2017 Award Winning Poets

BORDER VOICES POETRY WINNERS 2017

Here are the winners this year, and the poet-teacher.
There are two divisions, a total of eight winners.

LOWER DIVISION:

FIRST PLACE:

“Cabo San Lucas” by Shane McNulty  
Spreckels Elementary
Poet-teacher Seretta Martin

SECOND PLACE: “God’s Angels” by Sioux Trivette  
Sprenkels Elementary 
Poet-Teacher Seretta Martin

THIRD PLACE:  “The Goddess” by Dorothy Mau  
Spreckels Elementary 
Poet-teacher Seretta Martin

FOURTH PLACE:  “The Adobe Church” by Finn Mueller Spreckels Elementary 
Poet-teacher Seretta Martin

UPPER DIVISION

FIRST PLACE:
“Me and the Ducks” by Janson Xiao
Spreckels Elementary 
Poet-teacher Seretta Martin

SECOND PLACE:  “The Terrifying Truth”
by Hamsa Mohamed, Carver Elementary
Poet-Teacher Claudia Poquoc

THIRD PLACE:  “A World of My Own”
by Danahi Martinez, Carver Elementary 
Poet-teacher Claudia Poquoc

FOURTH PLACE:  “My Evil Cousins”
by Daniel Romero Carver Elementary

Poet-teacher Claudia Poquoc

POEMS

First Place, Lower Division

CABO SAN LUCUS

from a photo

In the middle of the ocean
the rough rocks make a huge arch
where high waves break through.
Whitecaps are crashing on the rock
where I’m standing.
I jump off into the foam.
The water is warm and clear.
Diving down I see
a turtle swimming next to me.
It blinks! It winks!

Shane McNulty
Grade 3, Spreckels Elementary
Poet-Teacher: Seretta Martin
Teacher: Millie Weil

                            Second Place, Lower Division

GOD’S ANGELS

from a painting by Frederick Judd Waugh

There’s a dark river between steep mountains
where I go to see God’s angels who hover
and watch over the water at night.
The place is beautiful with pine trees
and clouds that look like powdered sugar.
The air tastes like fluffy clouds.
When the angels glide down and touch me
it feels like I’m floating with them.
They are holding candles and praying
for the man in a boat that’s about to sink.

Alexandra Sioux Trivette
Grade 3, Spreckels Elementary
Poet-Teacher: Seretta Martin
Teacher: Millie Weil

Third Place, Lower Division

THE GODESS

from a painting by Thomas Blackshear

In an unseen world
there’s a dark, dark place
where the goddess of life and death lives.

In her skeleton hand she holds a match
that signifies life and her black kingdom
represents death.

Her dress is sheer like a flowing river
and her hair is like the petals on a daffodil.
I’m waiting in the dark for a light to find my way.

Dorothy Mau
Grade 3, Spreckels Elementary
Poet-teacher: Seretta Martin
Teacher: Elizabeth Stewart

Fourth Place, Lower Division

THE ADOBE CHURCH

Warner Springs Ranch

On a hill in the desert
there’s a smooth, white brick church.
Joshua trees lean next to the tower.
When it is time for a sermon
bells ring and people stroll in.
I can smell the fresh, minty air
and sage brush from my place
here on the ground.
I am the grass growing tall
on the hilltop by the cross of Jesus.
This is his home and mine.

Finn Mueller
Spreckels Elementary, Grade 3
Poet-Teacher: Seretta Martin
Classroom Teacher: Millie Weil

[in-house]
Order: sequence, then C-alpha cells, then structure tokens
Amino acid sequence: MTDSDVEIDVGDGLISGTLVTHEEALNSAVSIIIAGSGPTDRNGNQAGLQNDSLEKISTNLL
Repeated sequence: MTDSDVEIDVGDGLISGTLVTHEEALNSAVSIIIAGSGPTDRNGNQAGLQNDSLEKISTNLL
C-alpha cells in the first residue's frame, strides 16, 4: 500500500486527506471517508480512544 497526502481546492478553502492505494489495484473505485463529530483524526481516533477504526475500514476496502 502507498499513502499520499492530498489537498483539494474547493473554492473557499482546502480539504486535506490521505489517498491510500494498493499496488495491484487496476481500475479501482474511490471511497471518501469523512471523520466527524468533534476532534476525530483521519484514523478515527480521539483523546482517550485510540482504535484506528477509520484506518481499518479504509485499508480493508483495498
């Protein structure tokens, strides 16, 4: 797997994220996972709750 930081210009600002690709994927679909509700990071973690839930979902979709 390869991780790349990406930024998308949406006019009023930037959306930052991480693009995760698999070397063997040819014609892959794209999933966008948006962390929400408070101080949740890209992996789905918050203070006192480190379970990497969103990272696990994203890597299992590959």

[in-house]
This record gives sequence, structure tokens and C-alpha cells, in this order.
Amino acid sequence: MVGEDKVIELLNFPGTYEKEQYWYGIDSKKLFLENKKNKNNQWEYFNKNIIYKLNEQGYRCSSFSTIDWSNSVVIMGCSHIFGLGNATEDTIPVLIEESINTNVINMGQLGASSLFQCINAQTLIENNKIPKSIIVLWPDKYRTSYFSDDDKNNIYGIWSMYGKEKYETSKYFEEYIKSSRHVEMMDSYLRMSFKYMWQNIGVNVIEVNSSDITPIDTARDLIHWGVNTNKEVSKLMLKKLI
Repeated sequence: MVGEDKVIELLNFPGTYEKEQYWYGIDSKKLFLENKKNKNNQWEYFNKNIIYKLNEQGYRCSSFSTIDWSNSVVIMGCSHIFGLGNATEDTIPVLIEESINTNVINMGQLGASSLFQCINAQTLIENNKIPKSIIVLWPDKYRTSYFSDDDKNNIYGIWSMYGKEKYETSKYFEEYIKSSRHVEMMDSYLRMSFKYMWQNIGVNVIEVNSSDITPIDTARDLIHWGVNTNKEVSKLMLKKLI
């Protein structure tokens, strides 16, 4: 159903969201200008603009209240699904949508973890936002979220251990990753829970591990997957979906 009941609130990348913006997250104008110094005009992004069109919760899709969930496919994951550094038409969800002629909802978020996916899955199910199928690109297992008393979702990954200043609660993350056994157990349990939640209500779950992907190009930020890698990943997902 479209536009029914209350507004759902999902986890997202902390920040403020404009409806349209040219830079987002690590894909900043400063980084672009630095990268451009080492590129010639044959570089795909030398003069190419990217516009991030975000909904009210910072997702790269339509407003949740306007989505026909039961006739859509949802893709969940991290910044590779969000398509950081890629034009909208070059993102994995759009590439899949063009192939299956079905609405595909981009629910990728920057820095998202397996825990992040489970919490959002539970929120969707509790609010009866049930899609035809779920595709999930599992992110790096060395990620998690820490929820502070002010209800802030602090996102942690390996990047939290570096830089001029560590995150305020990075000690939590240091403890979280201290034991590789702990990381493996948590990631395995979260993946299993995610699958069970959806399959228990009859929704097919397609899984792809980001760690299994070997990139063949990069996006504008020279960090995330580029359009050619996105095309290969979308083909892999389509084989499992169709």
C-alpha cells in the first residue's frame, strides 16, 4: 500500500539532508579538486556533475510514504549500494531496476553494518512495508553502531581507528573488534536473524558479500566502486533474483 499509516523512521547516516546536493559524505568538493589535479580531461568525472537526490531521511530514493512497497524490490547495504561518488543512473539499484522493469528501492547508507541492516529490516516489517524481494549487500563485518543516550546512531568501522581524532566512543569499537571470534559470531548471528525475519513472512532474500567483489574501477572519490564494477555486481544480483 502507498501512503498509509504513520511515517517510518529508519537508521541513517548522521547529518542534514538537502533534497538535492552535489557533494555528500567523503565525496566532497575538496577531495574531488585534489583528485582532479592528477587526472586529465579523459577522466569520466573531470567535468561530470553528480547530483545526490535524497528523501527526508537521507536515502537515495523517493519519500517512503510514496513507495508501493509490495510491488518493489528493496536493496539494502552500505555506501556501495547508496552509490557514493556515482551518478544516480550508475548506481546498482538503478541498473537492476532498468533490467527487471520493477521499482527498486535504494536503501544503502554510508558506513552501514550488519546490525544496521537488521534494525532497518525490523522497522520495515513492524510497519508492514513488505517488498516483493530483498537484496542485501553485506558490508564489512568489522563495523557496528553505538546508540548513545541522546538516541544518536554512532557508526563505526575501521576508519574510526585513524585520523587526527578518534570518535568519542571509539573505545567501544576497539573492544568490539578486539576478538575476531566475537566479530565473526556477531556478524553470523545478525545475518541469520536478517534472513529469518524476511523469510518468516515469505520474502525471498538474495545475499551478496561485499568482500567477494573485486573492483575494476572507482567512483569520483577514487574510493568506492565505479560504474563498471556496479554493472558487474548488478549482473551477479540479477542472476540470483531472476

First Place, Upper Division

ME AND THE DUCKS 

Boston Public Gardens

Its raining in Boston in the public gardens
Birds are singing and pink tulips
are blooming near the brick wall.
Wet ducks waddle down the old stone sidewalk.
The ground is a dull gray like the sky.
I’m the kid in a yellow raincoat and red boots
walking with the duck family.
I’m carrying my rainbow umbrella,
and I can smell the far away flowers
opening their petals in the rain.

Jansun Xiao
Grade 4, Spreckels Elementary
Poet-teacher: Seretta Martin
Teacher: Elizabeth Stewart

Second Place, Upper Division

The Terrifying Truth

Monsters . . .
slimy creatures with rotten breath,
spiked animals and millions of them.
The most deadly one is an adult human.
Their mouths drip with poison called gossip.
They shoot word bullets at your heart
and stab you with their eyes.
The worst is yet to come.
Their most powerful weapon is to lie.
Children learn to distrust them quickly.
Luckily, not all people are monsters.
But if we discover we have a bit of monster
inside us, it’s best not to feed it.

Hamsa Mohamed
Grade 5, George Washington Carver Elementary
Poet-teacher: Claudia Poquoc
Classroom Teacher: Rhonda Sloan

Third Place, Upper Division

A WORLD OF MY OWN

Whenever I see a test,
I wish I could fly to a world of my own.
A test makes me feel like
I’m drowning with problems,
like my ears are plugged
and only my eyes work.
Whenever I hear or think of a test,
I get chills all over.
But then I think of my own world,
and how if you don’t
know the answer to something,
you can hear a voice
out of thin air with the answer.
If I could change something about testing,
especially state testing,
it would be the subject. Instead of math,
it would be social studies.
What I don’t want to hear is people
saying it’s too hard or that
they want to give up. Why?
Because it’s not hard to make up
a world of your own.

Danahi Martinez
Grade 4, George Washington Carver Elementary
Poet-teacher: Claudia Poquoc
Classroom Teacher: Carolyn Frumm

Fourth Place, Upper Division

My Evil Cousins

What I don’t want to hear is
my cousins playing weird games
near my ears.
They are so annoying, and they
always cheat at games.
This is just to say that
they are troublemakers.
They always make a mess.
Then when they’re done,
I have to take the blame for their mess.
And they always demolish my stuff.
If I had freezing powers,
don’t get me wrong, I’d freeze them,
then take them to Antarctica
and leave them for one month.
I feel calm, peaceful, and safe
when they’re not in my house
I’m the egg and they’re the fire
that’s going to cook me.

Daniel Romero
Grade 4, George Washington Carver Elementary
Poet-teacher: Claudia Poquoc
Classroom Teacher: Carolyn Frumm